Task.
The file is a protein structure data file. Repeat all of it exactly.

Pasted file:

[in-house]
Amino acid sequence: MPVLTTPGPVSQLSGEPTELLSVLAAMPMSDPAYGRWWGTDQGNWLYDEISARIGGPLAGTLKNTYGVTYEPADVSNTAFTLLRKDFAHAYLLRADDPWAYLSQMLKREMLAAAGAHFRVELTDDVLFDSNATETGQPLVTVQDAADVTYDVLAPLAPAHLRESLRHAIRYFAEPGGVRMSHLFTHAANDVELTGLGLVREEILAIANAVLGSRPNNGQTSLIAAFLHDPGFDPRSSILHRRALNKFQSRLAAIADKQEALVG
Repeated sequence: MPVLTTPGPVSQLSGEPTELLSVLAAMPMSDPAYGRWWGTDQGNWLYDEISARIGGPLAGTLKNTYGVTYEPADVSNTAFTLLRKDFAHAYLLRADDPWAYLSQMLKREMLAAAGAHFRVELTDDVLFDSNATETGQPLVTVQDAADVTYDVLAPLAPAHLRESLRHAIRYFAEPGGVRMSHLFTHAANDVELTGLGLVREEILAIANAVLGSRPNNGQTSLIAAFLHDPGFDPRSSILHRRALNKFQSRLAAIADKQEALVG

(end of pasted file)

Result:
[in-house]
Amino acid sequence: MPVLTTPGPVSQLSGEPTELLSVLAAMPMSDPAYGRWWGTDQGNWLYDEISARIGGPLAGTLKNTYGVTYEPADVSNTAFTLLRKDFAHAYLLRADDPWAYLSQMLKREMLAAAGAHFRVELTDDVLFDSNATETGQPLVTVQDAADVTYDVLAPLAPAHLRESLRHAIRYFAEPGGVRMSHLFTHAANDVELTGLGLVREEILAIANAVLGSRPNNGQTSLIAAFLHDPGFDPRSSILHRRALNKFQSRLAAIADKQEALVG
Repeated sequence: MPVLTTPGPVSQLSGEPTELLSVLAAMPMSDPAYGRWWGTDQGNWLYDEISARIGGPLAGTLKNTYGVTYEPADVSNTAFTLLRKDFAHAYLLRADDPWAYLSQMLKREMLAAAGAHFRVELTDDVLFDSNATETGQPLVTVQDAADVTYDVLAPLAPAHLRESLRHAIRYFAEPGGVRMSHLFTHAANDVELTGLGLVREEILAIANAVLGSRPNNGQTSLIAAFLHDPGFDPRSSILHRRALNKFQSRLAAIADKQEALVG